COVID-19 infections stabilize

Posted 10/28/21

The number of Park County residents actively infected with COVID-19 has dropped over the past two weeks, but the county’s health officer warned that the trend could reverse.

As of Wednesday, …

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COVID-19 infections stabilize

Posted

The number of Park County residents actively infected with COVID-19 has dropped over the past two weeks, but the county’s health officer warned that the trend could reverse.

As of Wednesday, there were 177 people with confirmed or probable cases of the disease in the county, basically in-line with the prior week. However, that remains down from a few weeks ago, when there were more than 200 cases.

However, Park County Health Officer Dr. Aaron Billin said Sunday that recent samples taken from the City of Cody’s sewer system found COVID-19 levels that were “higher than they have ever been.”

Billin says wastewater results can serve as an early warning sign of an uptick in infections, having followed a “predictable pattern” during the pandemic.

“First we see a trend in wastewater testing ... This is followed a week later by a similar trend in the active cases. This is followed one to two weeks later by a similar trend in hospitalizations, and deaths one week after that,” he said.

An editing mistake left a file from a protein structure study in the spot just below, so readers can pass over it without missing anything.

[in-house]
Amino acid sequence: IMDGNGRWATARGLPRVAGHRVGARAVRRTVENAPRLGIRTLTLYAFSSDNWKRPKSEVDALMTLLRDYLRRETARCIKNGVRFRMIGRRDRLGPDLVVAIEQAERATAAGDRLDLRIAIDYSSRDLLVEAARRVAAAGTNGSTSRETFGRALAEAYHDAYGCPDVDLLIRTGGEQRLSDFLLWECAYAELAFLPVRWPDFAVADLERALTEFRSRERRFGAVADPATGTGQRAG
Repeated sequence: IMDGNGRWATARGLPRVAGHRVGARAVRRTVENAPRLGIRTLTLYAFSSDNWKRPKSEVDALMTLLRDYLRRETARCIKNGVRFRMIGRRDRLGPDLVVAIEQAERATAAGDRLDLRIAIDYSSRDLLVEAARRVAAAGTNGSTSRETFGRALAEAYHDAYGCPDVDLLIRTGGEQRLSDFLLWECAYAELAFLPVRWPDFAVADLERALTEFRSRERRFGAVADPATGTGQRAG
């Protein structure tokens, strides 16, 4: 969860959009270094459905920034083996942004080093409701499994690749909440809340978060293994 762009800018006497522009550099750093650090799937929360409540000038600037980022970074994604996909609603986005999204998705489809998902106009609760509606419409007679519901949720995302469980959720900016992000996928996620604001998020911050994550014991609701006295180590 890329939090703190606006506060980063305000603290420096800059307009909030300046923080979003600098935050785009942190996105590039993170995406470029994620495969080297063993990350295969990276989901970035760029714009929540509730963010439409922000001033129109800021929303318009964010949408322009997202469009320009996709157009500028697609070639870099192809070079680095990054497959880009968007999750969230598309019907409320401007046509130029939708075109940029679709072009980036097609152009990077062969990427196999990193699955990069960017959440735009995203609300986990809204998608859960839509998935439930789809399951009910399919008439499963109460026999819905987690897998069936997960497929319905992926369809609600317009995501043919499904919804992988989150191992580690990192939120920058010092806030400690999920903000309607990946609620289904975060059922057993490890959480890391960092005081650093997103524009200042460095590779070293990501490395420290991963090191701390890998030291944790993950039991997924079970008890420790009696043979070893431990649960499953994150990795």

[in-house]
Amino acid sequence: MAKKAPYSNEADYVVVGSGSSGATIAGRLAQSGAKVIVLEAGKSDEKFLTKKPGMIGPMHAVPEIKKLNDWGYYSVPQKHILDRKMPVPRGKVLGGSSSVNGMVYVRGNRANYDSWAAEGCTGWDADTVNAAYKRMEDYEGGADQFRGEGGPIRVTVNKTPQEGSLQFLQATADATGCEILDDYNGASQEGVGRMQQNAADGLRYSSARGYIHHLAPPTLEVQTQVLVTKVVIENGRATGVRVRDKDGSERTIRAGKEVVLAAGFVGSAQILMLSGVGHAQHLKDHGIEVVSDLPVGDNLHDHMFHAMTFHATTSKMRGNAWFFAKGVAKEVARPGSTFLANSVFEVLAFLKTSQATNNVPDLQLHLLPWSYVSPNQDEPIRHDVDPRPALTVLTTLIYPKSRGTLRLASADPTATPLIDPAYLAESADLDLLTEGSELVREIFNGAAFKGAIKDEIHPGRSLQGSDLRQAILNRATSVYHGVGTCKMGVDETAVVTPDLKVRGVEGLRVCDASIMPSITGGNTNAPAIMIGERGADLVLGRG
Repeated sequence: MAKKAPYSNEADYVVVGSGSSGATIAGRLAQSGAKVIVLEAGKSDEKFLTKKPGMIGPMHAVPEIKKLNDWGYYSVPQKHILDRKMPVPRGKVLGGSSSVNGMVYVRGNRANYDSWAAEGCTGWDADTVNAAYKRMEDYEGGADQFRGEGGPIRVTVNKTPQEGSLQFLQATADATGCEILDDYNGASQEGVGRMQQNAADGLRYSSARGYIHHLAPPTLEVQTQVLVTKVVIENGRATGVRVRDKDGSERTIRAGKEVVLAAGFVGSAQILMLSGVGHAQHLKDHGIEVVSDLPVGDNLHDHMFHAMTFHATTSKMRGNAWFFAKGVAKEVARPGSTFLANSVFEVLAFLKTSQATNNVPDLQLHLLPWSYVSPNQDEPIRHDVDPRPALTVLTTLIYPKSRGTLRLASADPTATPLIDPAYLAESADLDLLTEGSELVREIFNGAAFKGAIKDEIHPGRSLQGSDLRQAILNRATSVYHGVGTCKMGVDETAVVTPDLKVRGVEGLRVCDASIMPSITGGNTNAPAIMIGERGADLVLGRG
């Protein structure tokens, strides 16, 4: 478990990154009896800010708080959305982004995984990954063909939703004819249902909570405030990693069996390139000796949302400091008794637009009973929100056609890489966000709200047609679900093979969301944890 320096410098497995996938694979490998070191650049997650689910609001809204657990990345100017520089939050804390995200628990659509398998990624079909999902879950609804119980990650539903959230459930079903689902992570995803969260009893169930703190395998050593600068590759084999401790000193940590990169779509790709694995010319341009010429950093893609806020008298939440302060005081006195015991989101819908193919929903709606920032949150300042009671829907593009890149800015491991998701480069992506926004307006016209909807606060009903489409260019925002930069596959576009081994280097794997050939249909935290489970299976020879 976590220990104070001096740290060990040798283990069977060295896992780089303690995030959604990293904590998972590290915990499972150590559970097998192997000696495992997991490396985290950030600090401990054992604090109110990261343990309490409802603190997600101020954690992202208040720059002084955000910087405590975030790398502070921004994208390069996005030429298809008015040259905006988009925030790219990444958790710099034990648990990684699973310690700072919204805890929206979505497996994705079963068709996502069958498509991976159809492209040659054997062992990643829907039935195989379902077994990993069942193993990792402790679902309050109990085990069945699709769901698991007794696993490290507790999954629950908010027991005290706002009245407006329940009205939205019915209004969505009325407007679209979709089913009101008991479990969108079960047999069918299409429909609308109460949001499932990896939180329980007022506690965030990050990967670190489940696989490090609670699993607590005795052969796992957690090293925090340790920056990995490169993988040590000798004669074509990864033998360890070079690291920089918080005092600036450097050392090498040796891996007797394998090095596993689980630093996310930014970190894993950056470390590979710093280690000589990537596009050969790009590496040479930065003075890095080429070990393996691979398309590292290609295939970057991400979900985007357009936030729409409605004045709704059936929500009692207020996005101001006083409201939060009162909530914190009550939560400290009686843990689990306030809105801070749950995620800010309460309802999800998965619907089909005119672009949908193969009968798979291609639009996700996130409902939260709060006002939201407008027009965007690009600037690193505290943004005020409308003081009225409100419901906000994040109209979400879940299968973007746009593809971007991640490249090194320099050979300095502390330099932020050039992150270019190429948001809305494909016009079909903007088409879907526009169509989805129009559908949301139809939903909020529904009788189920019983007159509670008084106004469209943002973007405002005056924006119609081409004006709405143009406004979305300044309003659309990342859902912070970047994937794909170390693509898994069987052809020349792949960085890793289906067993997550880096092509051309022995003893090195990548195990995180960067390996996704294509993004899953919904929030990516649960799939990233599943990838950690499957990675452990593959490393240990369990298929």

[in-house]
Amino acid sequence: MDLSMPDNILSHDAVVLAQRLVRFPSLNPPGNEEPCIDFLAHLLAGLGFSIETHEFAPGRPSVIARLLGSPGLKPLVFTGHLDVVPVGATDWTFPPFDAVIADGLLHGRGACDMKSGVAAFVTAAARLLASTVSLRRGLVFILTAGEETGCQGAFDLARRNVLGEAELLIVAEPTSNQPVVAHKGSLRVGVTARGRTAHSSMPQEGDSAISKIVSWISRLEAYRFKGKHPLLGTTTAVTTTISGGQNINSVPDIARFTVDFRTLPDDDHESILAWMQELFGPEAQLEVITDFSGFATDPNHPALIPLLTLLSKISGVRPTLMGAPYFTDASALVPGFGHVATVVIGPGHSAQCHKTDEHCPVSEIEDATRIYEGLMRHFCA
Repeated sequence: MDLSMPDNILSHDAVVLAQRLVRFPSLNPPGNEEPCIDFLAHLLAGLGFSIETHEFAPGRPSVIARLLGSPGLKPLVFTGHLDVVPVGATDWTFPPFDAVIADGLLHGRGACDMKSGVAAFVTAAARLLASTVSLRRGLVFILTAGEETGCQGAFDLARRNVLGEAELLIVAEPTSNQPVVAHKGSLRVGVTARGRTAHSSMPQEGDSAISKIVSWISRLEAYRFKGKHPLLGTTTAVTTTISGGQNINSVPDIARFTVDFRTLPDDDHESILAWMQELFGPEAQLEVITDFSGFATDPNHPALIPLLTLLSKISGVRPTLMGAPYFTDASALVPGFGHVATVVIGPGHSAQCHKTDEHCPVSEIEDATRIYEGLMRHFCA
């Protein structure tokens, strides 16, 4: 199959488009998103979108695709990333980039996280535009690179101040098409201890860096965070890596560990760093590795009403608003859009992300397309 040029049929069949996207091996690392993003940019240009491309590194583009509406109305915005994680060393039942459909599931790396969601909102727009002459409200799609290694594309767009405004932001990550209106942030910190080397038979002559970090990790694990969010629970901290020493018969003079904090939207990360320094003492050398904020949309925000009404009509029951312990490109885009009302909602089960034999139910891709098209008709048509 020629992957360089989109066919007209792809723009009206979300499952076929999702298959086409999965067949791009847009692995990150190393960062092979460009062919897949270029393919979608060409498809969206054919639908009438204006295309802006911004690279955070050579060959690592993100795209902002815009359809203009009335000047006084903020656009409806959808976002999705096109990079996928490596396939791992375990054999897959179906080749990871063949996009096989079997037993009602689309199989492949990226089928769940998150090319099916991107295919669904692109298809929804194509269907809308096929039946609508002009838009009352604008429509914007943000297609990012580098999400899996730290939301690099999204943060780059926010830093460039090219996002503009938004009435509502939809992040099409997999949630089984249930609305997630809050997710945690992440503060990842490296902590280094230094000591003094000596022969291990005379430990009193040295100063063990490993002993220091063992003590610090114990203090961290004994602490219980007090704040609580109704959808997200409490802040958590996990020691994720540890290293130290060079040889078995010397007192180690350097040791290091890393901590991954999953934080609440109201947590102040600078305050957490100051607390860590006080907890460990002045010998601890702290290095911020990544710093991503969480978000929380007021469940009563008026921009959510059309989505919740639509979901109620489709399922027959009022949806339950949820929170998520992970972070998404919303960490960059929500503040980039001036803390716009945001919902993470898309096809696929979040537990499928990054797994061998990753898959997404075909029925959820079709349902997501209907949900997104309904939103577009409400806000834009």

On Wednesday, there 17 patients were being treated for COVID-19 at Park County’s hospitals, according to state data, with 12 at Cody Regional Health and five at Powell Valley Healthcare. That was down from 22 hospitalizations a week earlier.

The numbers don’t include residents who are transferred to larger hospitals in other counties or states.

Public health officials continue to encourage taking precautions to prevent the spread of COVID-19, including washing hands, staying home when sick and receiving a vaccine. As of Tuesday, 11,566 Park County residents — or 39.6% of the overall population — were fully vaccinated, representing an increase of 79 people or 0.6% from the prior week.

As of Sunday, the deaths of 70 county residents had been tied to COVID-19 since the start of the pandemic in March 2020, coming among 5,066 confirmed and probable cases. That’s an increase of two deaths from the prior week.

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